MoviefiedNYC: Top Ten Oscar Mistakes

Since the first Academy Awards presentation, Academy voters have consistently made what can only be called odd choices (sometimes controversial, sometimes just plain stupid) in their recognition or omission of various films. With this year’s peculiar snubs of Ben Affleck and Kathryn Bigelow for Best Director, and not-so-surprising disregard of The Master and its director Paul Thomas Anderson, 2013 has proven to be status quo for the Academy.
The Academy’s shenanigans began during the first Academy Awards in 1929 when it failed to nominate the silent masterpiece Sunrise for Best Picture. Instead, it received the slightly different award “Best Unique and Artistic Picture.”  The intention of this “unique” category was, in the words of Kim Newman,to honor both mainstream, audience-friendly ‘big pictures’ and the innovative, experimental, limited-appeal films” (those pesky little European art films that could). Oddly enough, the academy eliminated the “Unique and Artistic” category the following year in favor of “Best Picture” only and thus began the tradition of awarding the best picture to traditional, artistically moderate, and controversially harmless films while ignoring more innovative films: the passing over of Citizen Kane in favor of How Green was My Valley in 1941 stands as a classic example.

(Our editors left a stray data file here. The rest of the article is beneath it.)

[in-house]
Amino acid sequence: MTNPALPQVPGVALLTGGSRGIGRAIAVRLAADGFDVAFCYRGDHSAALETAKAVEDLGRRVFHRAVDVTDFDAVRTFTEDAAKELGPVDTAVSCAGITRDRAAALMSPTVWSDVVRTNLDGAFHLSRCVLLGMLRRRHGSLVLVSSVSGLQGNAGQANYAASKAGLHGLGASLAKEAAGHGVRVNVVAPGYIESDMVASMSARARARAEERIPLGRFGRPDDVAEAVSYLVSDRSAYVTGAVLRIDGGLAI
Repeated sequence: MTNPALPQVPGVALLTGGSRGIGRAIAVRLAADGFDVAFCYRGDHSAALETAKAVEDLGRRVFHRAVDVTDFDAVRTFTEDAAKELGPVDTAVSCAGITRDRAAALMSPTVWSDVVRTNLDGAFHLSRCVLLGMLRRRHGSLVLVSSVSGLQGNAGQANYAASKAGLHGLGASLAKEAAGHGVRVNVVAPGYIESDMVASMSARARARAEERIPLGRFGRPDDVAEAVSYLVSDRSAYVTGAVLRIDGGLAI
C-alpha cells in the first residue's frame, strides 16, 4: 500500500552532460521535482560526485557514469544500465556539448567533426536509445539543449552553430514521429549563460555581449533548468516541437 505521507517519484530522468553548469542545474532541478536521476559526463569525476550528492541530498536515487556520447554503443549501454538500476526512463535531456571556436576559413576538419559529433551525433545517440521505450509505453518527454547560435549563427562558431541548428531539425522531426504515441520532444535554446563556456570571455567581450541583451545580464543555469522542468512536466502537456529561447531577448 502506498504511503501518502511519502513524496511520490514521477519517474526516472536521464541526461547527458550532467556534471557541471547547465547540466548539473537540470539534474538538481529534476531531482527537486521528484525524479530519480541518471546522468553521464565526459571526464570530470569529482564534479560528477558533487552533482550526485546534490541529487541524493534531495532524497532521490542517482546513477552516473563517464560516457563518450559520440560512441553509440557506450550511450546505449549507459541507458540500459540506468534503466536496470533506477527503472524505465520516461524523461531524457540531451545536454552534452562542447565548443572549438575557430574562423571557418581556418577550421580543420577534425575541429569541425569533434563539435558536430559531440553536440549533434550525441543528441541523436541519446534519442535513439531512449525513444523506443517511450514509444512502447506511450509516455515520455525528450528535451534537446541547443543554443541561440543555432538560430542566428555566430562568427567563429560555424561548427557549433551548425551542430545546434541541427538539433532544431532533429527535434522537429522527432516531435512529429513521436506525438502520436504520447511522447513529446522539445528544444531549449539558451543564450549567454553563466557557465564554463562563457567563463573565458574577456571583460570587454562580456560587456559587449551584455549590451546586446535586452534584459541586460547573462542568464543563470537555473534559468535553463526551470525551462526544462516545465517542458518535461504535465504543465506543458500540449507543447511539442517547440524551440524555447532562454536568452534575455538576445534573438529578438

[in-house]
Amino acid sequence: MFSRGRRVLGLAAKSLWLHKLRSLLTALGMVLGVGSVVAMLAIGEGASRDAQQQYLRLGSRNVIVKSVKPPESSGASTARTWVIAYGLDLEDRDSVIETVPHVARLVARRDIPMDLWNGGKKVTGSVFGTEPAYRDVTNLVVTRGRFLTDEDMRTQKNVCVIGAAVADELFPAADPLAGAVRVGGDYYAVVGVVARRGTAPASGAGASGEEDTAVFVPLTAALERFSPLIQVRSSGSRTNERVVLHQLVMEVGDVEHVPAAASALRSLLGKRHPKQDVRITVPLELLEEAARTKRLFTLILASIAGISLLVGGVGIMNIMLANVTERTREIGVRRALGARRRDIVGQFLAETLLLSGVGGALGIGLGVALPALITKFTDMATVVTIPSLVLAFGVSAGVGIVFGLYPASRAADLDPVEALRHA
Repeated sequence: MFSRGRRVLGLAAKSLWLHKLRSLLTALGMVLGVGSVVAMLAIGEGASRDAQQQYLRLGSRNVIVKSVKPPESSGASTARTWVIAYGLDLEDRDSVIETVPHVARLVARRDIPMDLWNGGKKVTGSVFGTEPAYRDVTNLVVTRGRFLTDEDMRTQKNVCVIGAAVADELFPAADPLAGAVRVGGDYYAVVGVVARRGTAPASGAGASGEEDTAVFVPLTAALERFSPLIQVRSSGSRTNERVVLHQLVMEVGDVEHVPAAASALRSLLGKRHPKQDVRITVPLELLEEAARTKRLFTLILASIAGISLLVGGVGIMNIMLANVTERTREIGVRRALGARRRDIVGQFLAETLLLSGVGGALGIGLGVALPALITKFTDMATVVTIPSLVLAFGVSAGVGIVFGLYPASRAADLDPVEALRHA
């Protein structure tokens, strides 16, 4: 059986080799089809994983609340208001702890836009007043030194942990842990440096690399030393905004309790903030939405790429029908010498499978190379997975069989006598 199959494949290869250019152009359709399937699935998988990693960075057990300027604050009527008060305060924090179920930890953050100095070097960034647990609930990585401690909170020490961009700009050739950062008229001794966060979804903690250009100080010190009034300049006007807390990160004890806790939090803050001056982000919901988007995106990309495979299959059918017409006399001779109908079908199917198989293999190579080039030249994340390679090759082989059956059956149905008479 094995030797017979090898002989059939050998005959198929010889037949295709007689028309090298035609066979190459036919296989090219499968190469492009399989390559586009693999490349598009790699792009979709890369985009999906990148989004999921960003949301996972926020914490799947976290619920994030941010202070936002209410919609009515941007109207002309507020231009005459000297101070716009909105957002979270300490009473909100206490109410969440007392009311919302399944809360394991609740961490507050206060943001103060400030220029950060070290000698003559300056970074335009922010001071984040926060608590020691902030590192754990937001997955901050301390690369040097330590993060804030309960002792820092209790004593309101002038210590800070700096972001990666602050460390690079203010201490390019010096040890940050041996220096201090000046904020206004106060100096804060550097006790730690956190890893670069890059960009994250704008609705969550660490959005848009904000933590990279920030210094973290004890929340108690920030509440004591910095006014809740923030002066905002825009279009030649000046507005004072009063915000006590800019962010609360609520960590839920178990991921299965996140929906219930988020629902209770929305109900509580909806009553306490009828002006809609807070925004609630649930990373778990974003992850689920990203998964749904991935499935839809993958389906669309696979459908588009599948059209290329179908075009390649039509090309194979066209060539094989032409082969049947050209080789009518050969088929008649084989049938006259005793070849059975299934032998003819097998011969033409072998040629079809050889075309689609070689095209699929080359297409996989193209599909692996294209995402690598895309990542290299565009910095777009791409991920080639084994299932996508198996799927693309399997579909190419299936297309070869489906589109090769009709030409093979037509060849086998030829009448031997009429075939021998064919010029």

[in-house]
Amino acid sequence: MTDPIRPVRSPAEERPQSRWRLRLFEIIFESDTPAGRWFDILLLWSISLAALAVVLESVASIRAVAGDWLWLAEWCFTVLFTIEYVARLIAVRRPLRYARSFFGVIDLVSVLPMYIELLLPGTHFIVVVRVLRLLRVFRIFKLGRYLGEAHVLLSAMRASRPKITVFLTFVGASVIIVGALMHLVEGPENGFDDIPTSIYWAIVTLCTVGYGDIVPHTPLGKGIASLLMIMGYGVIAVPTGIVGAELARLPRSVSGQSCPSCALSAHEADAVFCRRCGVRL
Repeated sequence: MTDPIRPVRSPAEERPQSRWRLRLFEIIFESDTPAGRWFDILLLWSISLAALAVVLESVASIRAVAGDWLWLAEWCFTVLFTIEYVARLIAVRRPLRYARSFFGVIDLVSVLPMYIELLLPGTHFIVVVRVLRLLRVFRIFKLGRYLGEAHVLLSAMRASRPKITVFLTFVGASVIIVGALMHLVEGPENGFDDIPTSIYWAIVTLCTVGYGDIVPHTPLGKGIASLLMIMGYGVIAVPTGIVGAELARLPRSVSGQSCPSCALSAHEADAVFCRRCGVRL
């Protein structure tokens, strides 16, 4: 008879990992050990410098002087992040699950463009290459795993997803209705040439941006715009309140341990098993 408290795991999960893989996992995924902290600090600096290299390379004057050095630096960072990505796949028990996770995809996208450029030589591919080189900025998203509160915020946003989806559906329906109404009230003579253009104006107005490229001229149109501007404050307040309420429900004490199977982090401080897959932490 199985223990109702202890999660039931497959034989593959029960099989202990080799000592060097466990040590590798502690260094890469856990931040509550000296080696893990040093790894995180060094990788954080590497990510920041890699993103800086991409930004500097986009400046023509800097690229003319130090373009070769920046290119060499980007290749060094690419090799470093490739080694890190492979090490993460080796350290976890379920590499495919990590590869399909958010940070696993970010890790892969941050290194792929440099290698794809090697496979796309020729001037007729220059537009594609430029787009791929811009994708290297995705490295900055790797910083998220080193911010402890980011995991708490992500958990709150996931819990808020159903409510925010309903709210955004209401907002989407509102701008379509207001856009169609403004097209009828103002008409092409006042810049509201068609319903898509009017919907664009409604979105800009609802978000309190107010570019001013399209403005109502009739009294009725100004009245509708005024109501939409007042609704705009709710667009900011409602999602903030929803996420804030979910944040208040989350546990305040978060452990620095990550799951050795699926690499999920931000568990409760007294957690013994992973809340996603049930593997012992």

One can only imagine how many great films might have won an Oscar had the Artistic category remained. Certainly 2001: A Space Odyssey (1968) would have won in this category, as a decade earlier, they might have recognized A Touch Of Evil (1958) along with Vertigo. More recently, The Tree of Life (2011) and The Master (2012) come to mind as strong contenders, in that fantasy world where the true best picture actually wins…
With the recent expansion from five to ten films in the Best Picture nomination pool—a tactic most likely employed to allow more commercially successful films to be nominated and thus increase broadcast ratings—we find ourselves back at watering down the pool to appeal to “mainstream, audience-friendly ‘big pictures.’”  The bottom line is: if the Academy is confused by an artistic and not-so-immediately accessible film, they don’t vote for it: witness 2012’s brilliantly-directed Holy Motors. However, if a film is epic, historic, visually stunning, politically neutral (Chariots of Fire, 1981), or, even better, about the film industry itself, it stands a good chance of taking home the Oscar.
In fact, that’s what happened in 2012: A black-and-white, silent (mostly), visually stunning film about Hollywood appeared unique to today’s audiences.  The voters for Best Picture thought they were bringin’ artistic back and deluded themselves into believing that they were voting for the Best Unique (without being new or unique) and [the] Artist[ic] Picture—in other words, The Artist walked home with the Oscar.